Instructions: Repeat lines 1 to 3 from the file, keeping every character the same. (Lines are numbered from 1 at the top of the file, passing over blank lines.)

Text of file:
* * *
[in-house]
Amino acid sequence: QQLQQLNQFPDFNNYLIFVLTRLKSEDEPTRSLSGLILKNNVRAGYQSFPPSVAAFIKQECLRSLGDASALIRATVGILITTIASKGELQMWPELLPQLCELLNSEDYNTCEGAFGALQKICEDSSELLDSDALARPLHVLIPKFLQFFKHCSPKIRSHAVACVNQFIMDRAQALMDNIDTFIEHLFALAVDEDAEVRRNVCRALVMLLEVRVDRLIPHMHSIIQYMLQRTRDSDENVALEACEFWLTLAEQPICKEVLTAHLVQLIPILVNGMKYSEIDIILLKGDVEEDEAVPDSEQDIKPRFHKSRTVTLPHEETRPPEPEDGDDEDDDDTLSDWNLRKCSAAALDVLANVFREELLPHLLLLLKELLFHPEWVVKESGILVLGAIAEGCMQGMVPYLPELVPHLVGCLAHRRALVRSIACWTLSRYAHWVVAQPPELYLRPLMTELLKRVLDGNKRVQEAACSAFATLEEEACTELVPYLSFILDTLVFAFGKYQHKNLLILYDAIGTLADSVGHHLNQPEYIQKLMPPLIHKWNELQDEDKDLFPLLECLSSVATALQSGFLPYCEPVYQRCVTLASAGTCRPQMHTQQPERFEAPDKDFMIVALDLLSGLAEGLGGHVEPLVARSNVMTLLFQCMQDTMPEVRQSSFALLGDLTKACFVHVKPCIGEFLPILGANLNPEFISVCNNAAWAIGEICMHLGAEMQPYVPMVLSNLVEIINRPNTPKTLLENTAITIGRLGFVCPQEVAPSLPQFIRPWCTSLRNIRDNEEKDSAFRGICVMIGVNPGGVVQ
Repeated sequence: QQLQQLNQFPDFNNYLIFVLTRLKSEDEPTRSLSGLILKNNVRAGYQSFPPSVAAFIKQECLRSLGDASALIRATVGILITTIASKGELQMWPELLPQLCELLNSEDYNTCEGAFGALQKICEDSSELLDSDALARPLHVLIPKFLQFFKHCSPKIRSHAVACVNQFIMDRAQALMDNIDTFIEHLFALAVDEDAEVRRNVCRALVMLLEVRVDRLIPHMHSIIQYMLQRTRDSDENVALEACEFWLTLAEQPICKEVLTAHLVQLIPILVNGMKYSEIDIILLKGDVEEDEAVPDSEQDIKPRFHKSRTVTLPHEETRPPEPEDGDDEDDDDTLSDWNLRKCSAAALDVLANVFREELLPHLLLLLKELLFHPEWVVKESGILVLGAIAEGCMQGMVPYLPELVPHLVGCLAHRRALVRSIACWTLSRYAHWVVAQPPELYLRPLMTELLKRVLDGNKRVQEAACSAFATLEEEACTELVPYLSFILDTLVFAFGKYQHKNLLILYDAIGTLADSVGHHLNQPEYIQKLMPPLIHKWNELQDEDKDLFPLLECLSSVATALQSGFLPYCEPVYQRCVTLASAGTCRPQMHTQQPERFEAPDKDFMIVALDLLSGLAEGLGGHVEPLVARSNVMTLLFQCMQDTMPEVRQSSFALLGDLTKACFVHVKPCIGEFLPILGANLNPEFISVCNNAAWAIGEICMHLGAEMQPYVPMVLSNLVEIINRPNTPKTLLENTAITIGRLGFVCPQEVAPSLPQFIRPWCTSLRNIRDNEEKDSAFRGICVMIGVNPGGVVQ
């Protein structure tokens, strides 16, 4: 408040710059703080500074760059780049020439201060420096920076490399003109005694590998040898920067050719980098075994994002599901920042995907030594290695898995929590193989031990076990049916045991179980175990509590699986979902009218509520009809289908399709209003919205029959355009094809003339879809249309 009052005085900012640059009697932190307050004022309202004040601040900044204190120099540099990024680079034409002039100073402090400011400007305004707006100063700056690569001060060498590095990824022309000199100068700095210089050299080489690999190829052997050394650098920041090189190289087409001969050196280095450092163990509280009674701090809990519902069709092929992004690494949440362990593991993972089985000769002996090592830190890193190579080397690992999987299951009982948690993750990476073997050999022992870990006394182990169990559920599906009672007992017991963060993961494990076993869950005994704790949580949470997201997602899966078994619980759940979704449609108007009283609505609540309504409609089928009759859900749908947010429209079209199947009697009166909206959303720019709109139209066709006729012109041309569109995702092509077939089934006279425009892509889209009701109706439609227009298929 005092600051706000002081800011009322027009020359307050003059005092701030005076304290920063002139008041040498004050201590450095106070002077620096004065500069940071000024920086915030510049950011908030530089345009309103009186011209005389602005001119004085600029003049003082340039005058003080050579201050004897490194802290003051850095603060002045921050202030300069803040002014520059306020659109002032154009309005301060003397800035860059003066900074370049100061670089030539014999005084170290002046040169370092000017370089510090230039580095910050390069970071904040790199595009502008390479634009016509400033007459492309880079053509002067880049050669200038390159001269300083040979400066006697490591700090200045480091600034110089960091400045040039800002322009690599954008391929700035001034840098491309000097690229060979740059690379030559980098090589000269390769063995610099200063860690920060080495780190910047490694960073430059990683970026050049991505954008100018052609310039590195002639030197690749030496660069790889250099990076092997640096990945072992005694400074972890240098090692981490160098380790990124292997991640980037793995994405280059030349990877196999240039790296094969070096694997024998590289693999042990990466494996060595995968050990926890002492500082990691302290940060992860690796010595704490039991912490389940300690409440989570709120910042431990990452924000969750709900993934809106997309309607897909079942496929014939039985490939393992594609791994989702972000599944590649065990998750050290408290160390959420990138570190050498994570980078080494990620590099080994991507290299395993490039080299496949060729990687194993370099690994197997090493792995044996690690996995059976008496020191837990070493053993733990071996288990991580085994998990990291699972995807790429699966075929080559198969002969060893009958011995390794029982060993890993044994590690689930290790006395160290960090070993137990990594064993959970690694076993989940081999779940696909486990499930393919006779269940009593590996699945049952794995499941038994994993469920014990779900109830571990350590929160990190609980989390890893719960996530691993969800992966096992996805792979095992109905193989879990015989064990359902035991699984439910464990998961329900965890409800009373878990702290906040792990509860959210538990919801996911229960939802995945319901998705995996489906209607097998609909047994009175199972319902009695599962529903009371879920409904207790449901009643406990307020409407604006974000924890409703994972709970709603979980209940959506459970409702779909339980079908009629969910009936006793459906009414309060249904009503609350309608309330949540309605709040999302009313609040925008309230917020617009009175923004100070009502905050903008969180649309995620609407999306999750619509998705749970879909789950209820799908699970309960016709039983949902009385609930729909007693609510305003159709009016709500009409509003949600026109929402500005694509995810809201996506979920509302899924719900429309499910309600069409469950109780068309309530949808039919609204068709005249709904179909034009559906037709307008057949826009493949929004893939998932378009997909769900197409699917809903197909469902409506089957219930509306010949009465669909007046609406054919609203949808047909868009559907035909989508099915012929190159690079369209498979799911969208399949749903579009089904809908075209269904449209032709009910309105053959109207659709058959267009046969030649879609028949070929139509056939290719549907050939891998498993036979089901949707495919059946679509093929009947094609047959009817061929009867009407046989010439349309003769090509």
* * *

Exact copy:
[in-house]
Amino acid sequence: QQLQQLNQFPDFNNYLIFVLTRLKSEDEPTRSLSGLILKNNVRAGYQSFPPSVAAFIKQECLRSLGDASALIRATVGILITTIASKGELQMWPELLPQLCELLNSEDYNTCEGAFGALQKICEDSSELLDSDALARPLHVLIPKFLQFFKHCSPKIRSHAVACVNQFIMDRAQALMDNIDTFIEHLFALAVDEDAEVRRNVCRALVMLLEVRVDRLIPHMHSIIQYMLQRTRDSDENVALEACEFWLTLAEQPICKEVLTAHLVQLIPILVNGMKYSEIDIILLKGDVEEDEAVPDSEQDIKPRFHKSRTVTLPHEETRPPEPEDGDDEDDDDTLSDWNLRKCSAAALDVLANVFREELLPHLLLLLKELLFHPEWVVKESGILVLGAIAEGCMQGMVPYLPELVPHLVGCLAHRRALVRSIACWTLSRYAHWVVAQPPELYLRPLMTELLKRVLDGNKRVQEAACSAFATLEEEACTELVPYLSFILDTLVFAFGKYQHKNLLILYDAIGTLADSVGHHLNQPEYIQKLMPPLIHKWNELQDEDKDLFPLLECLSSVATALQSGFLPYCEPVYQRCVTLASAGTCRPQMHTQQPERFEAPDKDFMIVALDLLSGLAEGLGGHVEPLVARSNVMTLLFQCMQDTMPEVRQSSFALLGDLTKACFVHVKPCIGEFLPILGANLNPEFISVCNNAAWAIGEICMHLGAEMQPYVPMVLSNLVEIINRPNTPKTLLENTAITIGRLGFVCPQEVAPSLPQFIRPWCTSLRNIRDNEEKDSAFRGICVMIGVNPGGVVQ
Repeated sequence: QQLQQLNQFPDFNNYLIFVLTRLKSEDEPTRSLSGLILKNNVRAGYQSFPPSVAAFIKQECLRSLGDASALIRATVGILITTIASKGELQMWPELLPQLCELLNSEDYNTCEGAFGALQKICEDSSELLDSDALARPLHVLIPKFLQFFKHCSPKIRSHAVACVNQFIMDRAQALMDNIDTFIEHLFALAVDEDAEVRRNVCRALVMLLEVRVDRLIPHMHSIIQYMLQRTRDSDENVALEACEFWLTLAEQPICKEVLTAHLVQLIPILVNGMKYSEIDIILLKGDVEEDEAVPDSEQDIKPRFHKSRTVTLPHEETRPPEPEDGDDEDDDDTLSDWNLRKCSAAALDVLANVFREELLPHLLLLLKELLFHPEWVVKESGILVLGAIAEGCMQGMVPYLPELVPHLVGCLAHRRALVRSIACWTLSRYAHWVVAQPPELYLRPLMTELLKRVLDGNKRVQEAACSAFATLEEEACTELVPYLSFILDTLVFAFGKYQHKNLLILYDAIGTLADSVGHHLNQPEYIQKLMPPLIHKWNELQDEDKDLFPLLECLSSVATALQSGFLPYCEPVYQRCVTLASAGTCRPQMHTQQPERFEAPDKDFMIVALDLLSGLAEGLGGHVEPLVARSNVMTLLFQCMQDTMPEVRQSSFALLGDLTKACFVHVKPCIGEFLPILGANLNPEFISVCNNAAWAIGEICMHLGAEMQPYVPMVLSNLVEIINRPNTPKTLLENTAITIGRLGFVCPQEVAPSLPQFIRPWCTSLRNIRDNEEKDSAFRGICVMIGVNPGGVVQ